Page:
Our monthly expenses: $72
Can we afford that without paying customers: Yes
Revenue projections = Done
But Jason, don’t you want to be swimming in money Scrooge McDuck style? Absolutely! But we’re not ready for lots of revenue. At this stage in the process, we’re focused more on building our minimum viable product and showing it to our first group of beta testers. That leads me to…
Initial Goal Setting
This topic came up along with revenue projections on Facebook and via email. Many people wanted to know what the goals of CYOC are and if they could help us meet them (which is awesome!). My issue with goals is that they’re a lot like revenue projections and that it’s a waste of time in the early stages of building a business.
Here’s the problem with goals: When you set them, you want to stick to them, sometimes to a fault.
I completely realize that I could make goals and adjust them daily/weekly/monthly, but at this point in the process, I’m wasting valuable time that could be spent making sure our product does the critical thing it needs to do (build beautiful online courses simply and easily).
That being said, I’m not completely ignoring goal setting because I do think have a couple loose-fitting goals can help you stay on track with launching and growing.
This is what our goals look like right now:
- This week host a webinar and sell my Sponsorship Course on the CYOC platform
- In the next week let 10 beta users in CYOC
- In the next two weeks, get feedback from the first 10 users and adjust CYOC accordingly (adjusting based on user feedback will be an entirely separate topic)
- In the next month, allow 20-30 users to start using CYOC
- In the next six months, get to $10,000 in revenue per month
Those are our goals. Funny enough, I don’t even think Gerlando and I have even written them down like that anywhere yet (Hey Gerlando, look, our goals!).
I’m not going to hinge the success of CYOC on these goals either, these are just a bit of guidance at this point.
Don’t get me wrong, some people need initial goals to keep them on track and to keep them hitting milestones and deadlines. Lucky for me, this isn’t my first rodeo when it comes to building a business. I know how to keep things on track without worrying about concrete timelines.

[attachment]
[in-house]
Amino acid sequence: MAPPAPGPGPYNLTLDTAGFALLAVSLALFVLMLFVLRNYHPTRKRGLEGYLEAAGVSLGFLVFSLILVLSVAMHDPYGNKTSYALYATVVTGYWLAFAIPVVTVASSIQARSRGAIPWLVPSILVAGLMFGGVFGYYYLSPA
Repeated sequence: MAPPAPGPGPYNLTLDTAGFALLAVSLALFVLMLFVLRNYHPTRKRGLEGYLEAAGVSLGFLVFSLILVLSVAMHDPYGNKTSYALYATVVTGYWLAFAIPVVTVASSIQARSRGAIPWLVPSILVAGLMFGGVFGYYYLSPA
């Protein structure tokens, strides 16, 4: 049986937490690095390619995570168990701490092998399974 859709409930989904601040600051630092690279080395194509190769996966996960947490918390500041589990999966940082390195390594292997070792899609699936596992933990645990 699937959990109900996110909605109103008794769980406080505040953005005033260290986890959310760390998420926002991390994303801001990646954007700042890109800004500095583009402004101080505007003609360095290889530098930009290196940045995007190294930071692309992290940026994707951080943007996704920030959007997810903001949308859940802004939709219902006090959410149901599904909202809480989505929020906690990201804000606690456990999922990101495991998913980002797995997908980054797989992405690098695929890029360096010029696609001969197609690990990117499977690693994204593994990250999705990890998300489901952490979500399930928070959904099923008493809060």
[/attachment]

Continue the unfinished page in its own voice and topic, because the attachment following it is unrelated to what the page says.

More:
Goal setting is different for everyone and if it’s helpful for you to stay on track, set more well-defined goals. Just don’t waste time constantly adjusting goals when you could be spending that time getting your business up and running. And make sure that if you don’t hit your initial goals you’re okay with that and you make changes and adapt (not give up!).
Inline Course Editor Update
Just last night I received an update from Gerlando on some new changes to the inline editor we’re using for CYOC. You may remember from Part Three I showed you what the course editor looked like and how it worked, but we’ve made a few more changes. Here’s a peek at the new simplified dashboard:
This week we’re working on tidying up a bunch of features. That includes custom domains, adding multiple videos per lesson, ease of adding lesson content (pasting text in from other sources), customer activity, and overall design of CYOC.
I’m really excited for how far CYOC has come and I know we’re getting really close to letting the first few beta testers use the app. As a friendly reminder, we’ll be accepting our first groups of users from our pre-launch list on CreateYourOnlineCourse.com (please only signup if you’re actually interested in building an online course).
To be continued next week…
Next week I’ll share feedback on using CYOC to sell my own course, feedback from a few friends who’ve seen the course, a fun idea I had about customer retention, and hopefully we’ll have invited a few beta testers in!